AHIP: Repeal Health Insurance Tax Now to Lower Premiums

Gregory A. Freeman, February 22, 2017

Repealing the health insurance tax would lower health plan premiums about 3%, says the healthcare insurance industry's top advocacy group.

While Congress and President Trump plan their moves to dismantle the Affordable Care Act, the insurance industry group headed by a former administrator the Centers for Medicare & Medicaid Services says the most immediate effect on reducing premiums would come from repealing the health insurance tax (HIT).

Marilyn Tavenner, now president and CEO of America's Health Insurance Plans, which represents its member plans before federal policymakers and lawmakers, called for repealing HIT in a recent blog post. She called the tax "a direct sales tax on health insurance, which directly increases the premiums that people pay."

Tavenner noted that Congress provided a moratorium for the 2017 plan year. In 2018, however, the tax will require employers to pay an average $280 per employee more each year, and $220 more for individuals buying their own insurance coverage.

The health insurance tax will affect premiums at a rate of about 3%, says Kristine Grow, AHIP senior vice president for communications. "Those costs go up for consumers at a time when we're looking for those costs to come down," she says. "It's simply not helpful."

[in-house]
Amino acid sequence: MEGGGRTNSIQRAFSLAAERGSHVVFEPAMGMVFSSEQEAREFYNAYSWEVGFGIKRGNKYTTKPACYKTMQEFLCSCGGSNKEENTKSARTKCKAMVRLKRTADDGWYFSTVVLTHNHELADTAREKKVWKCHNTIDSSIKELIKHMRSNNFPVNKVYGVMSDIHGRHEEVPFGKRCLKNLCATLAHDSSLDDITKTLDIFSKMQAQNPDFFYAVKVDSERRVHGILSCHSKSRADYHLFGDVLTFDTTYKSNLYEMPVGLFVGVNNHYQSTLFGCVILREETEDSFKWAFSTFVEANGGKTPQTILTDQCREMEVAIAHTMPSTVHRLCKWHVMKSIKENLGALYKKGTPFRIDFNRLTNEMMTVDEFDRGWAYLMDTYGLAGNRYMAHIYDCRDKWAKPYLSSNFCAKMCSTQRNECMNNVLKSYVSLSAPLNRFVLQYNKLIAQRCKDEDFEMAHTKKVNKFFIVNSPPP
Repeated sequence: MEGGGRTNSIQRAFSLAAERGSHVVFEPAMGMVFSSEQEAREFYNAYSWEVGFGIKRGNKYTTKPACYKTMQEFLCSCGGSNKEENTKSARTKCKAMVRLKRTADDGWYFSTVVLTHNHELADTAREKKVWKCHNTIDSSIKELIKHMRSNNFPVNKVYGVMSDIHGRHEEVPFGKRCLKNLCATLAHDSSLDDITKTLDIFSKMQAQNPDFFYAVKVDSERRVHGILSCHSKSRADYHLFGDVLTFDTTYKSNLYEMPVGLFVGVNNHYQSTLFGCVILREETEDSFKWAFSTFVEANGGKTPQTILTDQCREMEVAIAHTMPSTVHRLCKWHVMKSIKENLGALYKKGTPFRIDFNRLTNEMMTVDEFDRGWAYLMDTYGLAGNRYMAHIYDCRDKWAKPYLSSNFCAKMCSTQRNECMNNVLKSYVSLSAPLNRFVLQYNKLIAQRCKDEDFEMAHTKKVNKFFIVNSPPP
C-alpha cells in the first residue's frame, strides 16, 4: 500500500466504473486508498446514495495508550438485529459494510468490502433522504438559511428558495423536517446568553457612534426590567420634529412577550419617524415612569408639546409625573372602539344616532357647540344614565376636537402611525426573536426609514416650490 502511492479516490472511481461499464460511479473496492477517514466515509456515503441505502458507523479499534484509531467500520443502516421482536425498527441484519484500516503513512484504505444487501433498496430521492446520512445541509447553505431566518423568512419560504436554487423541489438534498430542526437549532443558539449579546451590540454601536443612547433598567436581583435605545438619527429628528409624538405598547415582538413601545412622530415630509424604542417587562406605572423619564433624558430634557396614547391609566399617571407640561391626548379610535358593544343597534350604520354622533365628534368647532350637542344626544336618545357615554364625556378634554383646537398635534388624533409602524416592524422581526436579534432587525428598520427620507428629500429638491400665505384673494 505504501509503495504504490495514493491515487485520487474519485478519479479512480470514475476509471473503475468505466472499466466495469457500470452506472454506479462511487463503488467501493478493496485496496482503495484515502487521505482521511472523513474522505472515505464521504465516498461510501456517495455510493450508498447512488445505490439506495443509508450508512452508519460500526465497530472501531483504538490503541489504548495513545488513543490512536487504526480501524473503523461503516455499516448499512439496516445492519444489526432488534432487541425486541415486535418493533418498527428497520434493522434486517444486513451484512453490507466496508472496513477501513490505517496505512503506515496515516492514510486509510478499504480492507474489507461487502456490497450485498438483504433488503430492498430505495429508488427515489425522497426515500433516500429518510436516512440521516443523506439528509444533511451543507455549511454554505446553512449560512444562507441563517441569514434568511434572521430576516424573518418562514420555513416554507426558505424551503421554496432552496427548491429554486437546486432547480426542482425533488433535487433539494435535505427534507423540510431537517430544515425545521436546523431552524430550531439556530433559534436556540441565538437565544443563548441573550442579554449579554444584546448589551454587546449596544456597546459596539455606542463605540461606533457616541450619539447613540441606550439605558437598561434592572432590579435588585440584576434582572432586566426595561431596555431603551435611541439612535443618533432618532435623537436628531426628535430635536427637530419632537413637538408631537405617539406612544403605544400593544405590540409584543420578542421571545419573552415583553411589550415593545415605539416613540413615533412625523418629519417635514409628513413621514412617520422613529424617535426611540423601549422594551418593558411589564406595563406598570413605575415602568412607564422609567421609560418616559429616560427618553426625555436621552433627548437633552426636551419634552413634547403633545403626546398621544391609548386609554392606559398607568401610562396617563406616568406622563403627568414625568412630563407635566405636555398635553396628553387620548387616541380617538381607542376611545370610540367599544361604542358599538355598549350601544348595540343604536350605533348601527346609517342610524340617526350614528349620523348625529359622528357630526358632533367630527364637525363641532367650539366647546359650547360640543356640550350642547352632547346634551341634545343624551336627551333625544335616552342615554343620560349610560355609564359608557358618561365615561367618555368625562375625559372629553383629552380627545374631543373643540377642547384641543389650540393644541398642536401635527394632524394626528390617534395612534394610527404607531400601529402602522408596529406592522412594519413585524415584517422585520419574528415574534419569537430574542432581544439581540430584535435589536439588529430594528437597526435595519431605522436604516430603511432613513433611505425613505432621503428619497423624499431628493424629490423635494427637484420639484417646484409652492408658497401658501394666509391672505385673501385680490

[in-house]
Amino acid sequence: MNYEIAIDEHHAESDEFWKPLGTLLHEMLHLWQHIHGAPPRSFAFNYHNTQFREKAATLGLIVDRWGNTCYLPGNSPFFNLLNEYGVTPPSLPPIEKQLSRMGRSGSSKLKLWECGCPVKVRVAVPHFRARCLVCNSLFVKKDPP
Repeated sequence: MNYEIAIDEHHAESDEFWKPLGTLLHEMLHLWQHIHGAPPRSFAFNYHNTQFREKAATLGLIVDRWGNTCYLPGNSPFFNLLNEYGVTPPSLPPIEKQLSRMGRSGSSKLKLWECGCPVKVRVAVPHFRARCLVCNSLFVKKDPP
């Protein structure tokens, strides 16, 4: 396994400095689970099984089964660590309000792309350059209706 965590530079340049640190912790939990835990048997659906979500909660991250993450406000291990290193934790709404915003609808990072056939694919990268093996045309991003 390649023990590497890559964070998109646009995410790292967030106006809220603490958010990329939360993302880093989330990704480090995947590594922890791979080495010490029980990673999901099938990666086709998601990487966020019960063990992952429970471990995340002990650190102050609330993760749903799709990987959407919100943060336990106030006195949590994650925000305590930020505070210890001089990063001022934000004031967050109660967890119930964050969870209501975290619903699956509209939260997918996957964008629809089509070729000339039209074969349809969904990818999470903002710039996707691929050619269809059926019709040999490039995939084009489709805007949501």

Employers and individual consumers have indicated to AHIP that repealing HIT would have a significant impact, Grow says. For employers, she notes, an additional $280 per employee is a major cost, whether you have 50 employees or 50,000.

A 2014 analysis concluded that over a 10-year period, HIT will result in the loss of 152,000 to 286,000 private sector jobs, and 57% will come from small businesses.

A bill calling for the repeal of HIT is currently supported strongly by both Republicans and Democrats. H.R. 246, the Jobs and Premium Protection Act, which would immediately repeal the HIT, has more than 140 bipartisan cosponsors.

Gregory A. Freeman

Gregory A. Freeman is a contributing writer.

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